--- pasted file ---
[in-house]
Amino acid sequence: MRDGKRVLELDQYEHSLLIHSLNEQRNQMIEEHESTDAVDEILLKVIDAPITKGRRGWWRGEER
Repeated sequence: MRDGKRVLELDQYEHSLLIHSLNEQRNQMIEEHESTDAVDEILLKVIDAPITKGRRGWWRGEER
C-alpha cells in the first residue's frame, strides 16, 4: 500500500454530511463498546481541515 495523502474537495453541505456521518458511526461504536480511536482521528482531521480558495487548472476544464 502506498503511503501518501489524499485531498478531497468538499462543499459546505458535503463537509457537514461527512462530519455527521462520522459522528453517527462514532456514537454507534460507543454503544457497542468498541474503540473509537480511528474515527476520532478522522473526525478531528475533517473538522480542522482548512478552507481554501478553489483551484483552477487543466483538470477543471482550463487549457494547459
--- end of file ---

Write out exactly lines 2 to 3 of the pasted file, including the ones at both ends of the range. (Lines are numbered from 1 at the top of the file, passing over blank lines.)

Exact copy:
Amino acid sequence: MRDGKRVLELDQYEHSLLIHSLNEQRNQMIEEHESTDAVDEILLKVIDAPITKGRRGWWRGEER
Repeated sequence: MRDGKRVLELDQYEHSLLIHSLNEQRNQMIEEHESTDAVDEILLKVIDAPITKGRRGWWRGEER